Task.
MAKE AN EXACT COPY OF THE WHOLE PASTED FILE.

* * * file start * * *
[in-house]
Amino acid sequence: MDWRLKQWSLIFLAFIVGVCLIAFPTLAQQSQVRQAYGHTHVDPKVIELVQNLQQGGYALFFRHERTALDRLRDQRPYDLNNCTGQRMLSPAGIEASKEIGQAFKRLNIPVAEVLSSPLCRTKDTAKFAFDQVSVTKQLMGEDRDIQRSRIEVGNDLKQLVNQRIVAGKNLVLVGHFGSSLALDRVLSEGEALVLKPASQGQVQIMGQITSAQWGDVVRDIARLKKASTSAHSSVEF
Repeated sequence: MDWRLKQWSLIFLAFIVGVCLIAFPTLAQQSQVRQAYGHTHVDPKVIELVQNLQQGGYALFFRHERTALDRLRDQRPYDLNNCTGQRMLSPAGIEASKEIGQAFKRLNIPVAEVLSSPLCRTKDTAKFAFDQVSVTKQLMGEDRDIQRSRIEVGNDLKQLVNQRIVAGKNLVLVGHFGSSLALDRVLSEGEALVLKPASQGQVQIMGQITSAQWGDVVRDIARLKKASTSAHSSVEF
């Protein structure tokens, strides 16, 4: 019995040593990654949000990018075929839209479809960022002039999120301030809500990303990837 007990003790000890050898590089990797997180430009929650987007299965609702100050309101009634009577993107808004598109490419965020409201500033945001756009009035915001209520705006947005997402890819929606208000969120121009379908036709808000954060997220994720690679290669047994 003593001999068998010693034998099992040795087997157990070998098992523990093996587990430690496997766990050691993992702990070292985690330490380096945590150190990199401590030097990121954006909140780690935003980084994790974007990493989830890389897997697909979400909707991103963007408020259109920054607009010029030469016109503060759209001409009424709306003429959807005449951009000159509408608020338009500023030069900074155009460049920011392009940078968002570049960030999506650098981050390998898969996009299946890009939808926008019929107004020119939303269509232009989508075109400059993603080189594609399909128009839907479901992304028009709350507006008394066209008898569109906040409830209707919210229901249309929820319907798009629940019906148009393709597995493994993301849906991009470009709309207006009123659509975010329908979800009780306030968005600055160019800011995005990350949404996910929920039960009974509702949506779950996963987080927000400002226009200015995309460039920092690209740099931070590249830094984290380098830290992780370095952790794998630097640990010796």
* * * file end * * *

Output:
[in-house]
Amino acid sequence: MDWRLKQWSLIFLAFIVGVCLIAFPTLAQQSQVRQAYGHTHVDPKVIELVQNLQQGGYALFFRHERTALDRLRDQRPYDLNNCTGQRMLSPAGIEASKEIGQAFKRLNIPVAEVLSSPLCRTKDTAKFAFDQVSVTKQLMGEDRDIQRSRIEVGNDLKQLVNQRIVAGKNLVLVGHFGSSLALDRVLSEGEALVLKPASQGQVQIMGQITSAQWGDVVRDIARLKKASTSAHSSVEF
Repeated sequence: MDWRLKQWSLIFLAFIVGVCLIAFPTLAQQSQVRQAYGHTHVDPKVIELVQNLQQGGYALFFRHERTALDRLRDQRPYDLNNCTGQRMLSPAGIEASKEIGQAFKRLNIPVAEVLSSPLCRTKDTAKFAFDQVSVTKQLMGEDRDIQRSRIEVGNDLKQLVNQRIVAGKNLVLVGHFGSSLALDRVLSEGEALVLKPASQGQVQIMGQITSAQWGDVVRDIARLKKASTSAHSSVEF
């Protein structure tokens, strides 16, 4: 019995040593990654949000990018075929839209479809960022002039999120301030809500990303990837 007990003790000890050898590089990797997180430009929650987007299965609702100050309101009634009577993107808004598109490419965020409201500033945001756009009035915001209520705006947005997402890819929606208000969120121009379908036709808000954060997220994720690679290669047994 003593001999068998010693034998099992040795087997157990070998098992523990093996587990430690496997766990050691993992702990070292985690330490380096945590150190990199401590030097990121954006909140780690935003980084994790974007990493989830890389897997697909979400909707991103963007408020259109920054607009010029030469016109503060759209001409009424709306003429959807005449951009000159509408608020338009500023030069900074155009460049920011392009940078968002570049960030999506650098981050390998898969996009299946890009939808926008019929107004020119939303269509232009989508075109400059993603080189594609399909128009839907479901992304028009709350507006008394066209008898569109906040409830209707919210229901249309929820319907798009629940019906148009393709597995493994993301849906991009470009709309207006009123659509975010329908979800009780306030968005600055160019800011995005990350949404996910929920039960009974509702949506779950996963987080927000400002226009200015995309460039920092690209740099931070590249830094984290380098830290992780370095952790794998630097640990010796």